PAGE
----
If I had seen John's Ls and sL system first, I admit that I would have been inclined to use it over SBP2u/SBP2i. But there is one huge problem with just using two letters. It just doesn't work if you buy or sell on Ebay. Try searching for Ls or sL on Ebay and you will probably get innumerable hits. That's the problem of using such a short search string on a system whose search algorithm is not even case sensitive. Searching for an improbable string like SBP2u will be far more likely to find what you are looking for. Provided the seller used it.

    It need not be that way. After all, SG Concise does not refer to it as Ls. It actually calls it it PB-Ls. But this loses the elegance of of the extremely concise two letter desciption, and brings home that this system is just as arbitrary as SBP2u/SBP2i.

    For that matter, why is it PB-Ls? What does PB mean? Aren't we describing a backing paper? If so, why isn't it BP-Ls?

    Sadly, because SG Concise is so widely used, I fear that Ls/Sl is here to stay. But give me SBP2u/SBP2i any day. Long may Ebay sellers who want buyers to actually be able to find their goods continue to use it.

    1. I didn't write this post to claim credit, or my superiority, but as I am a contributor to Bookmark, I thought I would check when they first reported it (as I was away from the UK Aug-Nov 16).

      My first write-up was in the blogpost referenced in this one, which was February 2017.
      The first mention in Bookmark was April 2017, on page 253 of Vol46 No 5, where they used the same SULUSILI designation, starting with the smaller letters, then the larger ones.

      I haven't explored to see when it was decided to use a different system based on having the LUSU order, as pictured above, but I will be interested to see the explanation.

      I think PB = printed backing, to distinguish from unprinted backing: that makes more sense than Backing Paper.. Unfortunately although Ls sL is meaningful, SBP2u and SBPi mean nothing, without the diagram. I think the MBPS erred, though it will be too late after four years to change everything: that would only cause further confusion among members.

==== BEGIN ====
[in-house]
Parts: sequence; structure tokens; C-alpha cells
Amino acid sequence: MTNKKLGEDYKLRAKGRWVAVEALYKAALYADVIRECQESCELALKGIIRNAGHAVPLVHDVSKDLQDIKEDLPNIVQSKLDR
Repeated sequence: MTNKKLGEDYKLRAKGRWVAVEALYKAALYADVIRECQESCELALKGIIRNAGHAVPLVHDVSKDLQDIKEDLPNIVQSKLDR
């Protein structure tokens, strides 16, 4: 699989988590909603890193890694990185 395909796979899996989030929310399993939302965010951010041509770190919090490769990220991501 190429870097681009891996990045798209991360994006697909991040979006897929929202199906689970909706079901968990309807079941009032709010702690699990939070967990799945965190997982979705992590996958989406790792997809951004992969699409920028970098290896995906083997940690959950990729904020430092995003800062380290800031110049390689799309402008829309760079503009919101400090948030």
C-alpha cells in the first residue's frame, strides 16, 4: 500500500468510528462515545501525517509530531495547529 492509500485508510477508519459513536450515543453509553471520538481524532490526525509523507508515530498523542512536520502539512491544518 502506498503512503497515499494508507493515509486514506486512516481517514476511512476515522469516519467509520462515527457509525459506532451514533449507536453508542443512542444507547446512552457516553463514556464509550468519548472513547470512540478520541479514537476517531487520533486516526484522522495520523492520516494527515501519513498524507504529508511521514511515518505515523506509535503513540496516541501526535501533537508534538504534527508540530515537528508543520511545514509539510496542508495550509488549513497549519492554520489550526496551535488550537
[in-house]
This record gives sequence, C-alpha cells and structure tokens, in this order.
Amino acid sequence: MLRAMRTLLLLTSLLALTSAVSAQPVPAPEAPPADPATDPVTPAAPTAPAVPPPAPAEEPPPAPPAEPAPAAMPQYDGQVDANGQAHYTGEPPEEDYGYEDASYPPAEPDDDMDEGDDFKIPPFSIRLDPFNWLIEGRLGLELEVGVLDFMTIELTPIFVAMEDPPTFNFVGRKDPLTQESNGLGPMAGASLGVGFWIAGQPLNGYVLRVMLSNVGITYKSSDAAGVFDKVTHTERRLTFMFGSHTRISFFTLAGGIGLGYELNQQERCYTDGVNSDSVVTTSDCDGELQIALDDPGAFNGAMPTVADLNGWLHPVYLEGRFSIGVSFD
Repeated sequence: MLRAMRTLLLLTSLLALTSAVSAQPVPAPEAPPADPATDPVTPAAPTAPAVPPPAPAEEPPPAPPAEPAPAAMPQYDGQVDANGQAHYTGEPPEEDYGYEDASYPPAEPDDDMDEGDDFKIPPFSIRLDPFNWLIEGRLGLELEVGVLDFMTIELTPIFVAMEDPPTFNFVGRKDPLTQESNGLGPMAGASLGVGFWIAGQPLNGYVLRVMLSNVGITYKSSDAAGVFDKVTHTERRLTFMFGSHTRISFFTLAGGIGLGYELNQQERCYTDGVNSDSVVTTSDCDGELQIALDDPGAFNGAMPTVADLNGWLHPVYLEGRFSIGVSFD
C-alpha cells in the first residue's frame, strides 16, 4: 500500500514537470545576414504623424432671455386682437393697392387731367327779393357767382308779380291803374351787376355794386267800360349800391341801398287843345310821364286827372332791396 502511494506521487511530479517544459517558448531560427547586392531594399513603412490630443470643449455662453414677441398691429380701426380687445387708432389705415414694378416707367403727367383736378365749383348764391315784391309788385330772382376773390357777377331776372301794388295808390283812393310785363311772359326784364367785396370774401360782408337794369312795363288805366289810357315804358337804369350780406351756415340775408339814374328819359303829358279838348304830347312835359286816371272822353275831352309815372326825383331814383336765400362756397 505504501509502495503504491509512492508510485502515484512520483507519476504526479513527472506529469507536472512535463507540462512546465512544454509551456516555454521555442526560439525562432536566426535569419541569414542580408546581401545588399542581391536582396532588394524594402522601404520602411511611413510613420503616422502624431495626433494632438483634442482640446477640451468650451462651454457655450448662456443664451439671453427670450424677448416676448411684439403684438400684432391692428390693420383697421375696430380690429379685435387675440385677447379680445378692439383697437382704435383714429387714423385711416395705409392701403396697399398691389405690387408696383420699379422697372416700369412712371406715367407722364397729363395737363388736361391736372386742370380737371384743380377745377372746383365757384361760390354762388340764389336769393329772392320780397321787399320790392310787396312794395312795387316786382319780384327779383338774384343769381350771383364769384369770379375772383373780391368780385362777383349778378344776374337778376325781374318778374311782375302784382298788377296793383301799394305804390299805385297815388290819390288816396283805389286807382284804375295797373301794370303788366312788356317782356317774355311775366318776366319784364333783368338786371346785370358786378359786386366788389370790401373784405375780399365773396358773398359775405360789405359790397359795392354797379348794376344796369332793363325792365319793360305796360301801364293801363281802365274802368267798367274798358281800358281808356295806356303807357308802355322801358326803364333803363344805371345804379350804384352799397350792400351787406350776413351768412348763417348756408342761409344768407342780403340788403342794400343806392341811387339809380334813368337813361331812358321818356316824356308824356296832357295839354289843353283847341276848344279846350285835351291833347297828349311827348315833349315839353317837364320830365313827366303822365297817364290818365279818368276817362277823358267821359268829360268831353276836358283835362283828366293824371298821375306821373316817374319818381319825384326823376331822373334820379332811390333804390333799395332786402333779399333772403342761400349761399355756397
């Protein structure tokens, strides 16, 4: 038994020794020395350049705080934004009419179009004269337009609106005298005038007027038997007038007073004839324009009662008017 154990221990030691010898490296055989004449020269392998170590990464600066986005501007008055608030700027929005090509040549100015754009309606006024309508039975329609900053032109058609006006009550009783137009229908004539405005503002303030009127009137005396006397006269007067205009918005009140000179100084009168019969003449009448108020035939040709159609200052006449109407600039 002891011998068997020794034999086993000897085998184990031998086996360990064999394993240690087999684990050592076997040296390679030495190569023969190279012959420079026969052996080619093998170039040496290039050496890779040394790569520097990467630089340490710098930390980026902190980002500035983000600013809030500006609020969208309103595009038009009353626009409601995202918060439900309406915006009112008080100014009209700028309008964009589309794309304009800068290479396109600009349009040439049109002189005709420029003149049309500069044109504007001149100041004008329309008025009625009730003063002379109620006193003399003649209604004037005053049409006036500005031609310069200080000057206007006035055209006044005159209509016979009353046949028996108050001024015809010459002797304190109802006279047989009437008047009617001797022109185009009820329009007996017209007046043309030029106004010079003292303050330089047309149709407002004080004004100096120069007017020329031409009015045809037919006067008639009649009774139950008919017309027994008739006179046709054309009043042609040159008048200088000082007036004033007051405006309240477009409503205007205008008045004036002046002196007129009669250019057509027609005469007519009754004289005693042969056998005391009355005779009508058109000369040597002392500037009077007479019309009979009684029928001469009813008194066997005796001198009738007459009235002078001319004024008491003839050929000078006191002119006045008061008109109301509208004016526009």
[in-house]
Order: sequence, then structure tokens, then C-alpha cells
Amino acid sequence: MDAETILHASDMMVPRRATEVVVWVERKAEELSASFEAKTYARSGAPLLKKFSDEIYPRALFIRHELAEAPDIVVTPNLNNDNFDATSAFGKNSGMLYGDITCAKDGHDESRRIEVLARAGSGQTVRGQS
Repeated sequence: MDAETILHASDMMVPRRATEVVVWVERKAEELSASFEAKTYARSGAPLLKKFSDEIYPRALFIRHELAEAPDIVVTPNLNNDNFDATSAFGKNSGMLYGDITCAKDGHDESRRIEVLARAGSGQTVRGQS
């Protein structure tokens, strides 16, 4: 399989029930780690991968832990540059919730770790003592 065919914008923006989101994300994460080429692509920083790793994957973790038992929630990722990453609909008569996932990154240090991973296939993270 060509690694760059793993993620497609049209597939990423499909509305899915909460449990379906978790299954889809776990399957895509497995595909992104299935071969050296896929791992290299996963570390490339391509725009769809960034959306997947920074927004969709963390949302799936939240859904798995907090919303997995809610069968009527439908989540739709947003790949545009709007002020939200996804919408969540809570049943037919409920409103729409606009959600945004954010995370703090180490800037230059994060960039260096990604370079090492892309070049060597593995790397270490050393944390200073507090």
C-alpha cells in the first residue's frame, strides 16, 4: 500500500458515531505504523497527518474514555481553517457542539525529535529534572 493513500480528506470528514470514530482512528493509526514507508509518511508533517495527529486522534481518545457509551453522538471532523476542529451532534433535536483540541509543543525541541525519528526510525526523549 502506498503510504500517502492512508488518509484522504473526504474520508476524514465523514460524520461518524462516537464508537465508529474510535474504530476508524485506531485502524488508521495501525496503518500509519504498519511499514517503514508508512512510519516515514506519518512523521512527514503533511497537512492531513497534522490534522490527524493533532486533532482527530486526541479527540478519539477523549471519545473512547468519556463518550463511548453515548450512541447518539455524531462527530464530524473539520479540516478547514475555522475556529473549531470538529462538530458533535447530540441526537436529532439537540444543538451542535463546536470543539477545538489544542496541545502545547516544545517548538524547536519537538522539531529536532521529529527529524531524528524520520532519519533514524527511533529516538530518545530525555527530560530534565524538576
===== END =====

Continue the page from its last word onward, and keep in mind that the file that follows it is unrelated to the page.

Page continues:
2. Firstly you should learn to use properly the name of the Modern British Philatelic Circle (MBPC) (and not MBPS!), and secondly your statement that decisions of the MBPC are erroneous is rather arrogant!

      Catalogue Editor of the MBPC

    3. Oh dear, somebody's feathers are ruffled - the MBPC is correctly referenced everywhere but that reply, done in haste. Apologies for that.

      If you want to tell us why the Circle decided to go with the terminology chosen, when the original entry in 'Bookmark' appeared to show the reverse I'll be pleased to publish it in the main body of the blog, as an addition.

      The right to reply is always here. I wasn't looking for any credit, and the object of the post was to compare the three systems, partly so that when collectors use terminology not used by the dealer there is an easy reference to check what is required. That is precisely why I investigated, because a reader asked me what existed in each of the 2018 variants - he wasn't buying, just seeking information. I suspect he could have found it out from the MBPC: I wonder if he is a member - he used MBPC terminology.

      The same sort of terminological change occurred with Post & Go Stamps, originally referred to as Faststamps in some RM information, and used by me and by Gibbons, hence the FS numbering in their catalogues. But now we have all changed to Post and Go Stamps.

    4. I should also add, for the record, that I don't actually have any axe to grind as I decided from the outset that I would not deliberately stock both SBP2u and SBP2i, by whatever designation.

      If a customer asked if I had one or other, I would look. I would report the format on some new stamps where I thought it relevant, ie when a stamp or booklet existed in two types (or as with the Harry Potter mixed book, with SBP1i, but otherwise I would ignore it, especially if a stamp existed only one way as with self-adhesive commemoratives from mixed books.

      To be honest, there were times when I regretted even finding and publicising the existence of both types of SBP2, but consoled myself with the knowledge that if I hadn't reported it here, somebody else would have done eventually.

  3. Thanks for all the replies. Sadly I can't add anything because the MBPC catalogue editor hasn't taken up my offer of including an explanatory contribution.

    As for the Gibbons system, I can only agree with Brian. Maybe the best thing is just to forget upright and inverted for SBP2 - it isn't a deliberate change, it's just how the printer chooses to use the paper after a rewind. If the paper wasn't printed on nobody would know any differently.

  4. Is the unknown here the same unknown who replied to my blogpost, certainly ruffled some feathers there Ian.

    Regards Peter